Efforts to do so look likely to succeed:
Four states have minimum-wage increases on the ballot on Tuesday, an occasion that’s notable for two reasons. All four states — Alaska, Arkansas, Nebraska and South Dakota — lean conservative, meaning that the debate over low wages and income inequality has spread beyond reliably blue parts of the country. And should these four measures pass, as they’re all expected to, a majority of states in the U.S. will soon have higher wage floors than the federal minimum.
Danielle Kurtzleben puts these initiatives in context:
As the Wall Street Journal has noted, all 10 proposed minimum wage measures on state ballots since 2002 have passed. That’s remarkable because the minimum wage is a divisive partisan issue.
When the CBO in February released a report saying that a nationwide $10.10 minimum wage would lead to a decline of around 500,000 workers, conservatives pounced and liberals went on the defensive. But despite these apparent partisan divides in the US, Republican voters aren’t entirely against minimum wage hikes. While Democrats tend to broadly support a higher wage, Republicans don’t always disagree — indeed, they’re roughly evenly split.
Ben Casselman reviews the economic debate over the minimum wage:
Economists are divided over whether these efforts are a good idea. In aworking paper released Monday, David Neumark, J.M. Ian Salas and William Wascher fired the latest salvo in a long–running battle over the effects of raising the minimum wage. Neumark, his coathors and their allies argue raising the minimum wage leads to lost jobs; their opponents, including University of Massachusetts economist Arindrajit Dube, argue the impact on employment is minimal. A 2008 meta-study looked at 64 minimum-wage analyses and concluded that they generally found little to no impact on employment. A poll of leading economists last year found them nearly evenly divided on the question of whether a $9-an-hour minimum wage would “make it noticeably harder for low-skilled workers to find employment.”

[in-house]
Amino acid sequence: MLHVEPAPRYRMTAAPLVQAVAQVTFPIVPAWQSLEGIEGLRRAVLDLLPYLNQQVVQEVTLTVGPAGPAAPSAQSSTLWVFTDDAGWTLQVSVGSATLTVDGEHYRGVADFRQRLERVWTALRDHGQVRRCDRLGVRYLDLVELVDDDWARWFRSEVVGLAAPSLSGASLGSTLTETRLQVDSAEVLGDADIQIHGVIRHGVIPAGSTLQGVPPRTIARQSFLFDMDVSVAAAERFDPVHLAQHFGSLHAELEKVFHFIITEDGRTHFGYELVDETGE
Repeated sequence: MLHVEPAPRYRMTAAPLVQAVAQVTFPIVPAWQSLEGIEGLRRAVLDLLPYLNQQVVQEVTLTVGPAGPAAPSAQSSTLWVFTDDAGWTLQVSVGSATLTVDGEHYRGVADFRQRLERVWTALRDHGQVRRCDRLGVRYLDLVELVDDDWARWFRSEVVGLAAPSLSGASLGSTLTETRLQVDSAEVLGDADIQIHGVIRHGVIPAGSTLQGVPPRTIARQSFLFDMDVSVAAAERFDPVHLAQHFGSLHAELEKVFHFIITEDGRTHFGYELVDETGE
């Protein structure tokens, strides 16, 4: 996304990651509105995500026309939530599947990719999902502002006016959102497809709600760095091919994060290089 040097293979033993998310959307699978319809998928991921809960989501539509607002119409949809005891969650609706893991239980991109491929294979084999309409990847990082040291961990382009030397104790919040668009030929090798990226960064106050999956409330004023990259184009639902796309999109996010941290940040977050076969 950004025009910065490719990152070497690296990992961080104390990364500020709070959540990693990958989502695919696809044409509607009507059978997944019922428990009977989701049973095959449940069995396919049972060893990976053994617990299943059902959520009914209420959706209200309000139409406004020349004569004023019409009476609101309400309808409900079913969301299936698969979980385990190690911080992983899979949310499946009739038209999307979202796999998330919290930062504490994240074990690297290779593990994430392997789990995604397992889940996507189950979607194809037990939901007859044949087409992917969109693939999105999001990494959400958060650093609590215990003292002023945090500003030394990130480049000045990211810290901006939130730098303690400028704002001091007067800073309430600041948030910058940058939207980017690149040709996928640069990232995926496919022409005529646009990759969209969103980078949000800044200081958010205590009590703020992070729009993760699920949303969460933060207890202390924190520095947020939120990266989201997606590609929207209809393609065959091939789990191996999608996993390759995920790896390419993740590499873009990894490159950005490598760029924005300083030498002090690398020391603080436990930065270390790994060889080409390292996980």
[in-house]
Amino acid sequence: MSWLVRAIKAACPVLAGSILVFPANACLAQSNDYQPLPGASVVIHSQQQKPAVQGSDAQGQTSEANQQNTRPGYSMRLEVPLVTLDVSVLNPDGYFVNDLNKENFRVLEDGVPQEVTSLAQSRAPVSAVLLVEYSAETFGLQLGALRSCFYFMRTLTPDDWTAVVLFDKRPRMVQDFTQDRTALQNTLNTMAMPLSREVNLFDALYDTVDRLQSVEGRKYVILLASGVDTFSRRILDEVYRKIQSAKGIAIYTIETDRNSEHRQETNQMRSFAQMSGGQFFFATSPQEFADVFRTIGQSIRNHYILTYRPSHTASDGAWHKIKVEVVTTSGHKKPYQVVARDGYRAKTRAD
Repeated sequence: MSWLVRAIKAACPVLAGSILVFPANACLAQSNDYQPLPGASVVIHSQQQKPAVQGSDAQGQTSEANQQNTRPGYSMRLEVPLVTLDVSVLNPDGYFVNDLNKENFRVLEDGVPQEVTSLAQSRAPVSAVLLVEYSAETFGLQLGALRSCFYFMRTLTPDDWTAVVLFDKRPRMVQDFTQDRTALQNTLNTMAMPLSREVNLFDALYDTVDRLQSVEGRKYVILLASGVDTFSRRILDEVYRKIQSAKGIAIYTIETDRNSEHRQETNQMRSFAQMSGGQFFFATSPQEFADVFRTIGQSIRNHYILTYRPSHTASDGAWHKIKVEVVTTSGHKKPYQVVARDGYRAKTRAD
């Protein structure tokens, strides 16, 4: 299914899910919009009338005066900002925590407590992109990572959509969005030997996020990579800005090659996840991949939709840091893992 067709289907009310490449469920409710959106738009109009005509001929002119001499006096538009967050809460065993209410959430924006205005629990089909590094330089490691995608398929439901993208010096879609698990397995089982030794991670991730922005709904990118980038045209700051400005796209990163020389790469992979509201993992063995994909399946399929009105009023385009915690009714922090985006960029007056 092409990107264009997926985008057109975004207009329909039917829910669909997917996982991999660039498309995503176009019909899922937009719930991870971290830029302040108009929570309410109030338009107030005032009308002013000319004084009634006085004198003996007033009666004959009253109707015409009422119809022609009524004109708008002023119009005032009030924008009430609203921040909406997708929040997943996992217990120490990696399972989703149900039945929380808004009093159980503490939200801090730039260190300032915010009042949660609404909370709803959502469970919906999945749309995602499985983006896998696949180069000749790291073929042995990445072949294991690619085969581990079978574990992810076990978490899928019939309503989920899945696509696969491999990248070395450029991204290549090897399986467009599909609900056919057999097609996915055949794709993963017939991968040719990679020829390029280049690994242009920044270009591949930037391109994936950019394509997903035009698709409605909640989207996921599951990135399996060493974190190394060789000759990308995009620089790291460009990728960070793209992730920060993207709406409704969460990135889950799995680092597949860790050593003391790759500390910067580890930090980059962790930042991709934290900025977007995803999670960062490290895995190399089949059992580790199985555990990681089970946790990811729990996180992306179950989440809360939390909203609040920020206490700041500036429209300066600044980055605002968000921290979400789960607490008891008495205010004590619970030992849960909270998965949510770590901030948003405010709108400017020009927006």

Josh Barro compares the different measures:
The proposals differ in their particulars. Alaska would set its minimum wage the highest, with a gradual rise to $9.75 by 2016. Nebraska would go to $9 in 2016, South Dakota to $8.50 in 2015 and Arkansas to $8.50 by 2017. In Alaska and South Dakota, the minimum wage would continue to rise in line with price inflation in following years, which makes an enormous difference in the long term.
And Reihan wonders how the minimum wage hikes will play out in each state:
[W]hile the discussion of the minimum wage referendums have largely focused on what these states have in common — they’re relatively politically conservative — it hasn’t focused on the fact that among them, Arkansas is unusually poor and that its adult population has an unusually low average skill level. The consequences of a substantial increase in the local wage floor will likely have different consequences in Arkansas, in light of its history of deprivation and isolation, and where higher consumer prices associated with rising compensation costs will have more bite due to its low income levels, than in Alaska, which is considerably more affluent. And while both Nebraska and South Dakota had unemployment rates of 3.6 percent as of August, unemployment in both Alaska (6.8 percent) and Arkansas (6.3 percent) is fairly high. I can’t help but think that Arkansas is making a mistake. But better that Arkansas is making a state-level decision that, as inflation and productivity growth proceeds apace, will be less binding than new federal legislation, which will be less responsive to its particular conditions.